17. Pax there is nothing derogatory about academic theology specialist outlets. On the other hand, the person I spoke to should not feel that he was looking for Christian literature apppealing to the lowest common denominator. He went to SSG in Salisbury and found nothing. He then went to Sarum College and found only academic stuff. Should he have gone to Amazon or Eden?

  18. Pax: “Sorry, it sounds as if ‘very much an academic theology specialist outlet’ is being used as a derogatory term.”

    Absolutely not! I manage the bookshop at London School of Theology, which is another shop that specialises in academic theology. Like Sarum College Bookshop, ours is an on campus operation: it necessarily focuses on the needs of the LST community, and rightly so.

    I’m also proud to have a dedicated Islamic Studies section in which I stock the Qur’an in Arabic alongside three English editions; and the Bhagavad Gita, though only in English (no, not in the Islamic Studies section, before anyone gets excited).

    There is, however, a real need for Christian retailers that sell more down to earth stuff than some of our more esoteric works on Hermeneutical Spirals, Pneumatology, Christology and Eschatology which most people — even some LST students — look at with gobsmacked expressions on their faces. Titles like Justification and Variegated Nomism simply do not connect with our occasional visitor who wonders in from a local church looking for something inspirational.

    I’m not saying shops should fill their shelves with the sort of happy clappy garbage that emerges from Destiny Image; but a shop on the high street does need a broader range of stock than places like LST or Sarum College; and for the most part, in my experience, the former SPCK shops did manage to achieve that quite well.

  19. OK, one person’s ‘academic theology’ is another person’s stimulating reading. But too many Christian books are like comfort food. They fill you with wind and not the Spirit. The Eucharist is not supposed to be a comfortable meal and churches should not be comfortable places (ditch the pews, throw out the carpet, inhabit sacred space, don’t squat in it). So Christian writers should challenge, challenge, challenge the comfort of the age, sometimes bringing comfort to the uncomforted but, always bringing the edginess of Scripture back into our concsiousness and our actions.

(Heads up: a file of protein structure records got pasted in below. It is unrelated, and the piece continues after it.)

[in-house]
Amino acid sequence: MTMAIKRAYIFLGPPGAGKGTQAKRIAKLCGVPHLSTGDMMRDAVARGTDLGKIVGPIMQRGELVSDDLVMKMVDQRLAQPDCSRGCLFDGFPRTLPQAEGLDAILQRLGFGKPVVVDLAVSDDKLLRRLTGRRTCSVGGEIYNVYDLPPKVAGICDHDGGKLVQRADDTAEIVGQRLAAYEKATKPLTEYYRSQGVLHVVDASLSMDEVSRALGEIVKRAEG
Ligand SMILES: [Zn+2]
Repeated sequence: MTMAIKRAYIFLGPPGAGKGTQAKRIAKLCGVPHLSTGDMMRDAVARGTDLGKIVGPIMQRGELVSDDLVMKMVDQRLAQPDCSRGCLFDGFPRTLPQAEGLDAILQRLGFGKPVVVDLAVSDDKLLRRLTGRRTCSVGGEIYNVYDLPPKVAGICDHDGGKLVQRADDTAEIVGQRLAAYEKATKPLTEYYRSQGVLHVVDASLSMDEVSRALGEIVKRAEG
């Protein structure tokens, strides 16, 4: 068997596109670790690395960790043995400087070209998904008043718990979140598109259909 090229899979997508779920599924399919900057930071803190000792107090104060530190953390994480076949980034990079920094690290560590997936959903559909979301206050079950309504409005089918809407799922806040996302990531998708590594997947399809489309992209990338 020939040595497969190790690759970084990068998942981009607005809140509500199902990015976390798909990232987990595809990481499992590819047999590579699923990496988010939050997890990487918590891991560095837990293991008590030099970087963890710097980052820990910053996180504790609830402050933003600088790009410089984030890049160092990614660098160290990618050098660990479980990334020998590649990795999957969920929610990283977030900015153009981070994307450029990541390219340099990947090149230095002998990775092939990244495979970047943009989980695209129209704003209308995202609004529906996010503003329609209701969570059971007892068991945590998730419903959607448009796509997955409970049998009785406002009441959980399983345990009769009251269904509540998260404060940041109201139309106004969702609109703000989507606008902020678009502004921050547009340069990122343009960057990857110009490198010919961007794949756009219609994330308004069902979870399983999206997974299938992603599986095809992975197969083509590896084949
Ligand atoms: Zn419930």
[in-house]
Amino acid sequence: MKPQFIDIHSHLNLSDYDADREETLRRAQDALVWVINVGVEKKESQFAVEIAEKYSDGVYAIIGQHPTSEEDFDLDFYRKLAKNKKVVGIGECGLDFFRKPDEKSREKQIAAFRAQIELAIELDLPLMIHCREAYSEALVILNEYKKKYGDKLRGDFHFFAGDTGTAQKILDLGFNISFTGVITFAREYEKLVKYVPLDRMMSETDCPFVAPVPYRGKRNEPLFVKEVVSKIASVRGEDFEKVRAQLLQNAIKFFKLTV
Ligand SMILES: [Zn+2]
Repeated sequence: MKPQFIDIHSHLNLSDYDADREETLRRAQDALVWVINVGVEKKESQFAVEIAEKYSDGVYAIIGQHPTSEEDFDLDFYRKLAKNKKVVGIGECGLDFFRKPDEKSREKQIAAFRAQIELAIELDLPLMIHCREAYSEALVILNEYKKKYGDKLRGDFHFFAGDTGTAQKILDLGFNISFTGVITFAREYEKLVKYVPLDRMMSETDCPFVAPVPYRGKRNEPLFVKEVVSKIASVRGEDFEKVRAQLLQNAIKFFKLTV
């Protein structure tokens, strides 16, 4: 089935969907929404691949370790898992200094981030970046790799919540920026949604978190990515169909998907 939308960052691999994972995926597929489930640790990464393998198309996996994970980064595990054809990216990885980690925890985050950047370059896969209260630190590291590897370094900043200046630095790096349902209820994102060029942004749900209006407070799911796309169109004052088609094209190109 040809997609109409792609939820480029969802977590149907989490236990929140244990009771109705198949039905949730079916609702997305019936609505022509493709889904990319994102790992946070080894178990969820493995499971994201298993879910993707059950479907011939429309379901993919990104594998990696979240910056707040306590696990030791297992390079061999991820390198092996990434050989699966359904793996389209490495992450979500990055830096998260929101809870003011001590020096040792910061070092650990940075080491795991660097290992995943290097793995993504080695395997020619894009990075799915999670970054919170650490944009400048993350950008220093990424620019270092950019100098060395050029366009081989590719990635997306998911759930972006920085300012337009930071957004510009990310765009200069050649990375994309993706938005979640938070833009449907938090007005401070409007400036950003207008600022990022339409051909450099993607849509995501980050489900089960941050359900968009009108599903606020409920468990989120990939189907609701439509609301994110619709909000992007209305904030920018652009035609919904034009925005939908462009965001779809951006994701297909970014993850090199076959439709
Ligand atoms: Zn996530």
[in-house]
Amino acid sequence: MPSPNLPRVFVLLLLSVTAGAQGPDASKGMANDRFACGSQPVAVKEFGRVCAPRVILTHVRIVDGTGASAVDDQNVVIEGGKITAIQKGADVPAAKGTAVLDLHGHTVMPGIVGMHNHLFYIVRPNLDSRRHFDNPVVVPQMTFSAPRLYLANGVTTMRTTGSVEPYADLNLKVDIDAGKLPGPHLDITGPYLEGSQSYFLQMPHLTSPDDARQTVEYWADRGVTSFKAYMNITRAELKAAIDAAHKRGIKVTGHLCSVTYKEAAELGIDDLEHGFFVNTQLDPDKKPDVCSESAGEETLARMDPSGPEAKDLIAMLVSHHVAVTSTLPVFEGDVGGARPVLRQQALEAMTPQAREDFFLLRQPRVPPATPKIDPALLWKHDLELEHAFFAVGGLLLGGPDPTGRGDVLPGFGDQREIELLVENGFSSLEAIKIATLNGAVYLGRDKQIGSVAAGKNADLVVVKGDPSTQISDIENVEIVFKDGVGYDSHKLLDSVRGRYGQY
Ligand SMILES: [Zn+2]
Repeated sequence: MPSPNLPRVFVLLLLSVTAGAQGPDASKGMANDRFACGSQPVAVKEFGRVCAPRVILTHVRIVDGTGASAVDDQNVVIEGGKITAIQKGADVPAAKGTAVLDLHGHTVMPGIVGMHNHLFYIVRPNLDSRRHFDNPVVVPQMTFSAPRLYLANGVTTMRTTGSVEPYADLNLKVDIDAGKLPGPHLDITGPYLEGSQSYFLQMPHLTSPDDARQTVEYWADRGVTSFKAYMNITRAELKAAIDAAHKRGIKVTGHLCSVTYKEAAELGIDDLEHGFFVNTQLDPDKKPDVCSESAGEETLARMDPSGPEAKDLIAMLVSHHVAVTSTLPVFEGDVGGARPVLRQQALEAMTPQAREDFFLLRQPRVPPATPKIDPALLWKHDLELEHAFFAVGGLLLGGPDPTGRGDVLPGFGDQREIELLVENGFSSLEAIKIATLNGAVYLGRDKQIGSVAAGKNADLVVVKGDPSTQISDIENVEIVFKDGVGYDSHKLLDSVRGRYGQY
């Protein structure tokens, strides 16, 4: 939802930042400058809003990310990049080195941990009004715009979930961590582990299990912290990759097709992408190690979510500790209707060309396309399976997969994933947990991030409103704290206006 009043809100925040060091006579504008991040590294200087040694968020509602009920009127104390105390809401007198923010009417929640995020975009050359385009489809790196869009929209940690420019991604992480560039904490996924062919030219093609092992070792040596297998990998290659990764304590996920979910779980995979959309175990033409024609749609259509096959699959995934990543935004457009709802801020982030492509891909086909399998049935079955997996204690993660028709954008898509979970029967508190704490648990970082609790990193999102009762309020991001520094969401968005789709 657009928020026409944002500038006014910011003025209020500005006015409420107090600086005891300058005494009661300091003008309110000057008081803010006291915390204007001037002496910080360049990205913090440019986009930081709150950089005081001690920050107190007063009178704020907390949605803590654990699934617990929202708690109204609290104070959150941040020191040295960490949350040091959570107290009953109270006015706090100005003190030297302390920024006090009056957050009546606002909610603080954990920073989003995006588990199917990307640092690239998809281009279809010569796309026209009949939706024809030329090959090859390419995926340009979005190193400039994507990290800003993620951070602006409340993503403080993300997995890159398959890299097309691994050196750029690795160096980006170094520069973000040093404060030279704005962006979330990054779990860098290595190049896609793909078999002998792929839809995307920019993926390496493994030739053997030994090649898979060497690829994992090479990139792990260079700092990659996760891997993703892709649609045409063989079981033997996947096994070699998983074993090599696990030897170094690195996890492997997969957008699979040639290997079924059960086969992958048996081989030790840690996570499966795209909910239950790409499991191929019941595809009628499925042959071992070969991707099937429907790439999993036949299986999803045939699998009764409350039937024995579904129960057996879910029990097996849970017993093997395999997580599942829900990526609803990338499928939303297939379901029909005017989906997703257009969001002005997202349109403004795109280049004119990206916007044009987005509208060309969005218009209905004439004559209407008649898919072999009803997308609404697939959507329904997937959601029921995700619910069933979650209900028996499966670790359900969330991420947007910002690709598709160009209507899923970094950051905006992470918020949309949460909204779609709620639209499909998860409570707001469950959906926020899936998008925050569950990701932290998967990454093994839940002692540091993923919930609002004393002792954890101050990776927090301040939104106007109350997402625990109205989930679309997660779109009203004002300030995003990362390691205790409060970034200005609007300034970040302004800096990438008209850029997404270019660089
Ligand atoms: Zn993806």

I’m not saying that ‘popular’ Christian writers can’t and don’t do this – the best do (Yancey, ‘What’s so amazing about Grace?’; Nouwen, ‘Adam’ ; Lacey ‘The Word on the Street’) but some of the academic writers can take you to a different place and a deeper level, if you give them a chance (Beckford ‘Jesus is Dread’; Volf ‘Exclusion and Embrace; Duffy ‘The Stripping of the Altars’) and I would say that more of what we tend to term ‘academic theology’ is testing and pushing boundaries than the popular paperback side.

    But let’s get back to biblical studies – which shops on the high street have a good range of in depth commentaries? Not just a handful of the (excellent) Interpretation series to make up the numbers, but the Anchor Bible, the Word Biblical Commentaries, Sacra Pagina or even Blackwells new ‘Through the Centuries’ series, for example. Deep, considered contemplation of Scripture is still unfashionable. It doesn’t necessarily need books, but the insights of different authors should be a key component.
    Rant over. For now.

  20. Valiant for Truth

    Agreed – sometimes these days when you hear sermons you wonder where the theology is. Sarum College shop must have changed a lot since I last saw it, (in Robert Webb’s day) as at that time SPCK Salisbury was seriously concerned about direct competition as Sarum College shop was even stocking candles.

  21. As someone with friends who write for Destiny Image and have talked with them in the past about a possible book I will ignore Phil’s comment about Destiny Image.

    But for those who do not get Christian Marketplace, Mark Clifford of Christian Booksellers Association, is openning a shop is Salisbury. The article can be read here: http://www.christianmarketplace.org.uk/engine.cfm?i=43&cma=2045

    • Very gracious of you, Phelim: thank you. Don’t worry, it’s not just Destiny Image I don’t have much time for: it’s that entire sector of Christian publishing with it’s emphasis on health and wealth and “God has wonderful plan for your life”. Charisma House are another one.

      But they most likely think a raving liberal like me who believes that God’s an atheist has lost the plot at the other end of the scale: we probably cancel one another out in the long run…

  22. Actually Phil I am in contact with Charisma House (part of Strang Communications) about a book for the US Market. But as a raving Charismatic I have less problems with them than some – they would porbably see you as a staid Conservative ; )

  23. Just an update on the Salisbury SSG.

    Seems they have found a ladder to take down the SPCK sign.

    I’m wondering how long it will be until this shop goes the same way as another store just down the road – Woolies.

  24. Or sold like Exeter where the present lease has gone for £40 000 a year for five years.

  25. Pingback: New Christian Bookshop launched in Salisbury by Mark Clifford: Sarum Books « SPCK/SSG: News, Notes & Info

  26. Pingback: Brewers Still Faking It In Salisbury « SPCK/SSG: News, Notes & Info